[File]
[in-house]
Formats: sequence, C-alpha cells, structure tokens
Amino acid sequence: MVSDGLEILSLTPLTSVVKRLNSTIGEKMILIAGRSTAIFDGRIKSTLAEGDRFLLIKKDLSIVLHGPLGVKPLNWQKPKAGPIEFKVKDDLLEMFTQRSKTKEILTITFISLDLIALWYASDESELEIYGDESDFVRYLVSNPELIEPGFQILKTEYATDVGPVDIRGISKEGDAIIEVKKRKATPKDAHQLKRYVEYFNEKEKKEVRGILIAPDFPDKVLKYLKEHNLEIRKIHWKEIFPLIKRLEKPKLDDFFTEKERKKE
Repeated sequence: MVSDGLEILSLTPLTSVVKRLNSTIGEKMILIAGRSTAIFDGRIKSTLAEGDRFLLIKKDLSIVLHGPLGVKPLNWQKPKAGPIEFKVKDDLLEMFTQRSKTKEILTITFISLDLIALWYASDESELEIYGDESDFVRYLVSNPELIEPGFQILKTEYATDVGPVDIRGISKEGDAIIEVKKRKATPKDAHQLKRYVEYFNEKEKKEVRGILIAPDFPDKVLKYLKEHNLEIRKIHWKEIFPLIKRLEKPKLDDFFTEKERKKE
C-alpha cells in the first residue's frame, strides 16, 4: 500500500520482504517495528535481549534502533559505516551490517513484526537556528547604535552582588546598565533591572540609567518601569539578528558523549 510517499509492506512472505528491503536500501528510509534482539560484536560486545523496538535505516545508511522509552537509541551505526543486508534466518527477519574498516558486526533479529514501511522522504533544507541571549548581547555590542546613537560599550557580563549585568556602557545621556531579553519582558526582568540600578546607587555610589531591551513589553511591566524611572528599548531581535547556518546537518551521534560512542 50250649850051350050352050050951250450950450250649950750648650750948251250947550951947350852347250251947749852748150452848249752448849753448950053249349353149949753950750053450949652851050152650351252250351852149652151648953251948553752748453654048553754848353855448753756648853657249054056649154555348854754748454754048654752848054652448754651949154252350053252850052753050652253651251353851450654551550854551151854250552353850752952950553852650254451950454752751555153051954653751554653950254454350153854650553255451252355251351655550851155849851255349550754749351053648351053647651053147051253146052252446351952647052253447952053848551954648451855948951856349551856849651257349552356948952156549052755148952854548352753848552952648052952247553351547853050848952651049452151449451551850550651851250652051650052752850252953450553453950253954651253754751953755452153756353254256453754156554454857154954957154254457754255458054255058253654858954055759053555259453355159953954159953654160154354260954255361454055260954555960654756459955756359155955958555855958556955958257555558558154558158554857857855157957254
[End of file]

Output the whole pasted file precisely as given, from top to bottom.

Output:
[in-house]
Formats: sequence, C-alpha cells, structure tokens
Amino acid sequence: MVSDGLEILSLTPLTSVVKRLNSTIGEKMILIAGRSTAIFDGRIKSTLAEGDRFLLIKKDLSIVLHGPLGVKPLNWQKPKAGPIEFKVKDDLLEMFTQRSKTKEILTITFISLDLIALWYASDESELEIYGDESDFVRYLVSNPELIEPGFQILKTEYATDVGPVDIRGISKEGDAIIEVKKRKATPKDAHQLKRYVEYFNEKEKKEVRGILIAPDFPDKVLKYLKEHNLEIRKIHWKEIFPLIKRLEKPKLDDFFTEKERKKE
Repeated sequence: MVSDGLEILSLTPLTSVVKRLNSTIGEKMILIAGRSTAIFDGRIKSTLAEGDRFLLIKKDLSIVLHGPLGVKPLNWQKPKAGPIEFKVKDDLLEMFTQRSKTKEILTITFISLDLIALWYASDESELEIYGDESDFVRYLVSNPELIEPGFQILKTEYATDVGPVDIRGISKEGDAIIEVKKRKATPKDAHQLKRYVEYFNEKEKKEVRGILIAPDFPDKVLKYLKEHNLEIRKIHWKEIFPLIKRLEKPKLDDFFTEKERKKE
C-alpha cells in the first residue's frame, strides 16, 4: 500500500520482504517495528535481549534502533559505516551490517513484526537556528547604535552582588546598565533591572540609567518601569539578528558523549 510517499509492506512472505528491503536500501528510509534482539560484536560486545523496538535505516545508511522509552537509541551505526543486508534466518527477519574498516558486526533479529514501511522522504533544507541571549548581547555590542546613537560599550557580563549585568556602557545621556531579553519582558526582568540600578546607587555610589531591551513589553511591566524611572528599548531581535547556518546537518551521534560512542 50250649850051350050352050050951250450950450250649950750648650750948251250947550951947350852347250251947749852748150452848249752448849753448950053249349353149949753950750053450949652851050152650351252250351852149652151648953251948553752748453654048553754848353855448753756648853657249054056649154555348854754748454754048654752848054652448754651949154252350053252850052753050652253651251353851450654551550854551151854250552353850752952950553852650254451950454752751555153051954653751554653950254454350153854650553255451252355251351655550851155849851255349550754749351053648351053647651053147051253146052252446351952647052253447952053848551954648451855948951856349551856849651257349552356948952156549052755148952854548352753848552952648052952247553351547853050848952651049452151449451551850550651851250652051650052752850252953450553453950253954651253754751953755452153756353254256453754156554454857154954957154254457754255458054255058253654858954055759053555259453355159953954159953654160154354260954255361454055260954555960654756459955756359155955958555855958556955958257555558558154558158554857857855157957254